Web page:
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UK’s biggest chain of GP practices is accused of hiring cut-price ‘doctors’ earning as little as £27,000 a year to replace GPs – and letting them ‘see patients without supervision’

  • Operose allegedly allows physician associates to see patients unsupervised
  • Anonymous sources claim the company uses them as GP substitutes to cut costs
  • Physician associates earn less than half of the average GP salary of £100,000
  • Investigators also found admin backlogs of up to 6 months of patient documents
  • Company which runs 70 GP practices denied putting profit ahead of patients

Britain’s biggest chain of GP practices has been caught letting patients be seen by less qualified staff without supervision.

Operose Health runs 70 surgeries across England, caring for around 600,000 NHS patients.

An undercover BBC reporter, who worked as a receptionist at a practice in London, was told the company hired ‘cheaper’ physician associates.

Physician associates — who start on a £27,000/year salary — have been hailed as a way of propping up general practice, is hydroxyzine for dogs safe allowing overstretched GPs to focus on more complex cases.

But critics say they are doing jobs that should really be performed by doctors, who earn £100,000/year, on average.

BBC Panorama found that physician associates were not being properly supervised at one surgery in the capital, which it did not name. 

It wrote: ‘PAs told the undercover reporter they saw all sorts of patients, sometimes without any clinical supervision. 

‘They said the practice treated them as equivalent to GPs.’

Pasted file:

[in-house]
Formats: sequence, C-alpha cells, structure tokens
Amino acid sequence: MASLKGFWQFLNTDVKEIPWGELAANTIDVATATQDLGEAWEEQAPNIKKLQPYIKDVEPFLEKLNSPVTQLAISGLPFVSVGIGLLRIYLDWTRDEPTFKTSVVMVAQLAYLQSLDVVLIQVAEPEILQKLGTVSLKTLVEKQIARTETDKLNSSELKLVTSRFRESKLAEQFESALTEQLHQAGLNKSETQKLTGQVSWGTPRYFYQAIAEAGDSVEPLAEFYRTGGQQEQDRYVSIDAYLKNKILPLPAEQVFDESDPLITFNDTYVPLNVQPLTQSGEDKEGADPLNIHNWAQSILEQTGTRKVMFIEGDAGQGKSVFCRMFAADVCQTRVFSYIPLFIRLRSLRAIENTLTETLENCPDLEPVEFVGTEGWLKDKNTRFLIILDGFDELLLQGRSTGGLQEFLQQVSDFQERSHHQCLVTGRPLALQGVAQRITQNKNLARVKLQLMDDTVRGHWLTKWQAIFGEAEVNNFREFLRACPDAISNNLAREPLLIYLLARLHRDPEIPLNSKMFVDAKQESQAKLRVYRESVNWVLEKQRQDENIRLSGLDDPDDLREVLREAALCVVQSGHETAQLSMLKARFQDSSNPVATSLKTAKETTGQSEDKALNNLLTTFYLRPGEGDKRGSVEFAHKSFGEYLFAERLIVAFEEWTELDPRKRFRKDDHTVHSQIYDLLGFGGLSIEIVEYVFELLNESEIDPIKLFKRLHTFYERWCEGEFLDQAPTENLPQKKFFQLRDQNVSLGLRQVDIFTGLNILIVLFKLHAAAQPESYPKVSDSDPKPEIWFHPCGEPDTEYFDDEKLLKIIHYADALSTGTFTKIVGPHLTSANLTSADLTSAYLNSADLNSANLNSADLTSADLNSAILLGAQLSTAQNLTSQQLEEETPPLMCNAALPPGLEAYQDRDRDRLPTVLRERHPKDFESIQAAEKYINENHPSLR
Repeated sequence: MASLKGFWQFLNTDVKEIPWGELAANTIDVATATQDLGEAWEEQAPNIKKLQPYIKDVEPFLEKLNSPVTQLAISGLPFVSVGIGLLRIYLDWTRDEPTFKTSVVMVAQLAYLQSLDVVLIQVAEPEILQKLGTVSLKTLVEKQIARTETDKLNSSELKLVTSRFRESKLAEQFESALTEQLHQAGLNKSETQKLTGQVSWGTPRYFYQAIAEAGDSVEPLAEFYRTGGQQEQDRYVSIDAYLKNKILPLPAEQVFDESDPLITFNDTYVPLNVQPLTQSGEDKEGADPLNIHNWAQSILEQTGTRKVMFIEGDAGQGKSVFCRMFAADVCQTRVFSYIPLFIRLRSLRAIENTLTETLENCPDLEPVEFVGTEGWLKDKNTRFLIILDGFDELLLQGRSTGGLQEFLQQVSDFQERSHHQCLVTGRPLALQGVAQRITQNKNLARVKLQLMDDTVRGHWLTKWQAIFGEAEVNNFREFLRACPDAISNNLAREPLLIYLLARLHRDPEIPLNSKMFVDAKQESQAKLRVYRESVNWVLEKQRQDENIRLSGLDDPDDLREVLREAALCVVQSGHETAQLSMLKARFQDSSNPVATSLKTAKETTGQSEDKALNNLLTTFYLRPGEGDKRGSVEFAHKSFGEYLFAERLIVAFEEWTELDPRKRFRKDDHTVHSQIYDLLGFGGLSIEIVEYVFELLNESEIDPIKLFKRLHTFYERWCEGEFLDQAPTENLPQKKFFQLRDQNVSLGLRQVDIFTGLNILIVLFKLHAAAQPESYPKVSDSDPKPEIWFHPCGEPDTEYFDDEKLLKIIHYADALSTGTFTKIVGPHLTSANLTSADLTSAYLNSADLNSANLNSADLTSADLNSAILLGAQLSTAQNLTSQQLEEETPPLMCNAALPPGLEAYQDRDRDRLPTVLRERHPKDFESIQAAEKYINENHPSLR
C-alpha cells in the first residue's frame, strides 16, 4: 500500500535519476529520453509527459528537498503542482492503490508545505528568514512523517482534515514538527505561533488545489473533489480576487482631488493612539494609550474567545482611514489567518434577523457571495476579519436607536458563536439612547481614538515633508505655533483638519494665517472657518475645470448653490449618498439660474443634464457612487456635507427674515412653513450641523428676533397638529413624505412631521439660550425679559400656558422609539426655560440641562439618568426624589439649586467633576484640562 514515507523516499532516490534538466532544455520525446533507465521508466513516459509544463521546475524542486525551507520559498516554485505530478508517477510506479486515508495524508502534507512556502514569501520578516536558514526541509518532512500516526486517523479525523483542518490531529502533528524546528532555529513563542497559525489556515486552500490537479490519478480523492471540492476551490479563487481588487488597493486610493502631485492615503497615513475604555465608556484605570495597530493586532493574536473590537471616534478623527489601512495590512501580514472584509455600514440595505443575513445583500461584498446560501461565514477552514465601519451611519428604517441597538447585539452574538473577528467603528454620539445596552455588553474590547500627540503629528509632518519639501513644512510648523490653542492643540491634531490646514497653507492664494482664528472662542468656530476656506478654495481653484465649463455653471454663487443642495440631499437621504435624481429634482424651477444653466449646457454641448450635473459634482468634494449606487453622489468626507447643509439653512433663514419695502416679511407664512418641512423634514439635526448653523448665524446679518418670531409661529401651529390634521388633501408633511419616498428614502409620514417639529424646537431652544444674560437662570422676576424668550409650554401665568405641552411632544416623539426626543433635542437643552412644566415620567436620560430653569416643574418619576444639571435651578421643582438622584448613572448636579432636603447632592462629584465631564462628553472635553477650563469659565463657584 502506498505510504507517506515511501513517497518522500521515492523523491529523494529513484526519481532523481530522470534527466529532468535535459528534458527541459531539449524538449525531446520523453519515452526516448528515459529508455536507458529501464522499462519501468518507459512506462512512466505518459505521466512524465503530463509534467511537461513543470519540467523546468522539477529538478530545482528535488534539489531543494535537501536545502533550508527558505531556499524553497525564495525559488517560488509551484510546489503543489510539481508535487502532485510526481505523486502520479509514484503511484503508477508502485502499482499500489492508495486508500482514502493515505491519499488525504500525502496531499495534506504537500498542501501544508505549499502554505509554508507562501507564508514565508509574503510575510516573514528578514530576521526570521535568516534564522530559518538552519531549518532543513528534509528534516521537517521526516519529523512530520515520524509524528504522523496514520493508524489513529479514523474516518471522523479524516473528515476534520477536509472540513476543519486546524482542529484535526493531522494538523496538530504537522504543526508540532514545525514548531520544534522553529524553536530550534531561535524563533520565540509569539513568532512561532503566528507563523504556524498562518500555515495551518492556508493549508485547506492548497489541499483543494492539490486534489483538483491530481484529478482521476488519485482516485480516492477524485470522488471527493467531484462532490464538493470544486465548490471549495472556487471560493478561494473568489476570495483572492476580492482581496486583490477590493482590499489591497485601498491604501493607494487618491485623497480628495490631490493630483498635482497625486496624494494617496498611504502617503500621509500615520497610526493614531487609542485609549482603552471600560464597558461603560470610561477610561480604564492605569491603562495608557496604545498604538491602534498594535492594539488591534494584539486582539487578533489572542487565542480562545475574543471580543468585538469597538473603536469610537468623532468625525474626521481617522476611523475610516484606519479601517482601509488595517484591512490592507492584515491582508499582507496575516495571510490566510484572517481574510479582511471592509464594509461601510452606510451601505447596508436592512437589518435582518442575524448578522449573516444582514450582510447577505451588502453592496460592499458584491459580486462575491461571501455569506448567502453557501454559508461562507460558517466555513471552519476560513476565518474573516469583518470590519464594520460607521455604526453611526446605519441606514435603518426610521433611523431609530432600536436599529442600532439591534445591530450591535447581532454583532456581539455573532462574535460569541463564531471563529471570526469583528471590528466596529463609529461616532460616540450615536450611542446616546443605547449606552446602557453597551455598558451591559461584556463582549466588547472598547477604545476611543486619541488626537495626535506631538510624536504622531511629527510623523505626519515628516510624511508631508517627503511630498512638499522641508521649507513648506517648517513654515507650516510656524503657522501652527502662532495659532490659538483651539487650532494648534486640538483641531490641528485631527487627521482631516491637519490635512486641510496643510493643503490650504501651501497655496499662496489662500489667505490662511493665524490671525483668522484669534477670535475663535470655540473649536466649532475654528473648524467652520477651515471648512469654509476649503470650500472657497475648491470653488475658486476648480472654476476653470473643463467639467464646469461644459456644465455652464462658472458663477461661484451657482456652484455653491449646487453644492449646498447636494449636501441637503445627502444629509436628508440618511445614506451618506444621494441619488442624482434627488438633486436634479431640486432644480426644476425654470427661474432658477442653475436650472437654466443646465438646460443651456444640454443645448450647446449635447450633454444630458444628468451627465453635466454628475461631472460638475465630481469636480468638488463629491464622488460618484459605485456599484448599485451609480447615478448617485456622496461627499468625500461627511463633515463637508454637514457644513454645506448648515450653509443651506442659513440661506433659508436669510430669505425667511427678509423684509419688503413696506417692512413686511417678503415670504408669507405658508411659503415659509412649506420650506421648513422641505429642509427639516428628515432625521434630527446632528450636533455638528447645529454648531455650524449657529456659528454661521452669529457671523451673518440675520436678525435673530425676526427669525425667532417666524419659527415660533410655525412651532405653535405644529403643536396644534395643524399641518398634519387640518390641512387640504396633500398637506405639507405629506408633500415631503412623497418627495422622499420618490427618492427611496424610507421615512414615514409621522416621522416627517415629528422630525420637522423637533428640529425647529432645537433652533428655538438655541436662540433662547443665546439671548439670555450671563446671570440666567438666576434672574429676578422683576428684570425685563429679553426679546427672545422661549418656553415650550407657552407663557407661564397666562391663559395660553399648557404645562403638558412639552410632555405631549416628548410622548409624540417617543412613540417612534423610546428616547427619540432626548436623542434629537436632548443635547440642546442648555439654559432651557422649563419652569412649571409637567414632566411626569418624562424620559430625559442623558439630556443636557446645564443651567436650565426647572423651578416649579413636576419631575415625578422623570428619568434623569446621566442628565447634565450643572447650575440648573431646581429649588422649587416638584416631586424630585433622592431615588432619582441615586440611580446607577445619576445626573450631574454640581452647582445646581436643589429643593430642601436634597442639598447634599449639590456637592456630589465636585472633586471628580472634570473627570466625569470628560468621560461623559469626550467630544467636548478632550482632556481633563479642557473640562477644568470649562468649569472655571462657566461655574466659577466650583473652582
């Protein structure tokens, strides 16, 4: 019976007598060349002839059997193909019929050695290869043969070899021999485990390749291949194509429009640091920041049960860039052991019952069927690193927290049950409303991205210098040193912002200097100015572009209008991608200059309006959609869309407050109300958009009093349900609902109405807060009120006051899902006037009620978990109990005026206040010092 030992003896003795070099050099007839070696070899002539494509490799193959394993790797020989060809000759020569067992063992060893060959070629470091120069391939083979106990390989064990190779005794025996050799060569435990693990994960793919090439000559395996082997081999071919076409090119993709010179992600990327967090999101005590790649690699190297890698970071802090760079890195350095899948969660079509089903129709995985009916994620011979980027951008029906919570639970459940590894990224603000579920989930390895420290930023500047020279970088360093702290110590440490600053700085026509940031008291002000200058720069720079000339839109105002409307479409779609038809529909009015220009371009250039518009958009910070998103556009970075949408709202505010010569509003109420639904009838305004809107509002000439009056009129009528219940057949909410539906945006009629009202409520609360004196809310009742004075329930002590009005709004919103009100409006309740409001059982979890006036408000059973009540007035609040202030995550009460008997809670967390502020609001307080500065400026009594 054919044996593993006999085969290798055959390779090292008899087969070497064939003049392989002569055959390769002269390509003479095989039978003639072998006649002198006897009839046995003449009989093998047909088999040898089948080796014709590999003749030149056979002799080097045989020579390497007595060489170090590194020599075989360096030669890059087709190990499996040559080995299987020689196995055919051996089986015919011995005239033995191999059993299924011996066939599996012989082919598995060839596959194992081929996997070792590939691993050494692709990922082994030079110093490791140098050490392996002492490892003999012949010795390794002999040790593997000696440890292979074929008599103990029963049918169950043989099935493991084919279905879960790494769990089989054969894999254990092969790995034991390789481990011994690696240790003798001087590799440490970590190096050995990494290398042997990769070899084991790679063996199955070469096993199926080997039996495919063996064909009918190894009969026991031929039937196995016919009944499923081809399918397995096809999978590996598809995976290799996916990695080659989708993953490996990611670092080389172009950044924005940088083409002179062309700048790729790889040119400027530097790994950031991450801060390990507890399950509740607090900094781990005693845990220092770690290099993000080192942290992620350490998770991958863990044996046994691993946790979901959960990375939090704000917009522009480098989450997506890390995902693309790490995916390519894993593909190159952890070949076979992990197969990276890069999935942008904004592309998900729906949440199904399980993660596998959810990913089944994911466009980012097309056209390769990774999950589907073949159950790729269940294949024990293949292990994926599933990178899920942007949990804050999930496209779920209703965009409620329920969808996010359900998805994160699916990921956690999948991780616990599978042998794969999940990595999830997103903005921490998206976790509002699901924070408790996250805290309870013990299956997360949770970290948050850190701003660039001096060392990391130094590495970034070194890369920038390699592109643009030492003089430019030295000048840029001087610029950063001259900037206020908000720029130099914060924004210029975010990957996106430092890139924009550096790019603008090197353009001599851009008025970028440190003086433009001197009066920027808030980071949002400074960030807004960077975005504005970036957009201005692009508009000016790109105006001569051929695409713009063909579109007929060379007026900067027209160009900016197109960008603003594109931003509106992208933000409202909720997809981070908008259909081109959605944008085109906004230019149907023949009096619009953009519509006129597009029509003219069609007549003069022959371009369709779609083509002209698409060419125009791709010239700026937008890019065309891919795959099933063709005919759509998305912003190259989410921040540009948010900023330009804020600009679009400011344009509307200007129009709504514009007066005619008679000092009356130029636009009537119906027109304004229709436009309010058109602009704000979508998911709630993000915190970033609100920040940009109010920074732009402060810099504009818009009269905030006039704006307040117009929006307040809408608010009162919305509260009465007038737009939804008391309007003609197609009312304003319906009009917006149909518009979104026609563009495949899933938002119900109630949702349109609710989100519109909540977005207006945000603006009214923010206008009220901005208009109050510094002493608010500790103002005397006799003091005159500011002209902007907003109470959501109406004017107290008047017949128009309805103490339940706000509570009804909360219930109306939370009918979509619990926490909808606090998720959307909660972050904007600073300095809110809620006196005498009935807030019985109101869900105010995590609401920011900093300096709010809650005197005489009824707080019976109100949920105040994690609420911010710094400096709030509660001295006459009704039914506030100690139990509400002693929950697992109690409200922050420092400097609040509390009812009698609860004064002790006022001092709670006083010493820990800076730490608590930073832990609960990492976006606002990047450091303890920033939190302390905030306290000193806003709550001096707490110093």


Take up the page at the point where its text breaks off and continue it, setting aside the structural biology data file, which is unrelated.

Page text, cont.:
Panorama found Operose, owned by US health giant Centene Corporation, employs 0.6 full-time GPs for every 2,000 registered patients, half the national average. 

The company also employs six times more physician associates than the NHS average, according to health service data. 

One anonymous GP, who used to work for Operose, said: ‘They were doing the same job as us, with less experience, less qualifications and earning less money.’

Additionally, the investigator was also told that important patient referral documents went unread by doctors or pharmacists for months.

One admin worker at the company said they were tasked with getting through 200 documents a day and deciding which were important enough to be seen by a GP or pharmacist.

Some said they had to use Google to decide what to do with some documents.

Professor Sir Sam Everington, a senior GP in London, accused Operose of ‘putting profits, money ahead of quality of care’.

Operose told MailOnline the BBC had opted for sensationalist reporting of a national GP shortage.  

‘It is deeply disappointing that the BBC decided to deliberately mislead and secretly record our GP practice staff, including junior members of the team, to cover a story they report on almost every day — a national shortage of GPs,’ they said. 

‘Like all practices around the country, we are facing probably the most challenging period in the NHS’s history.’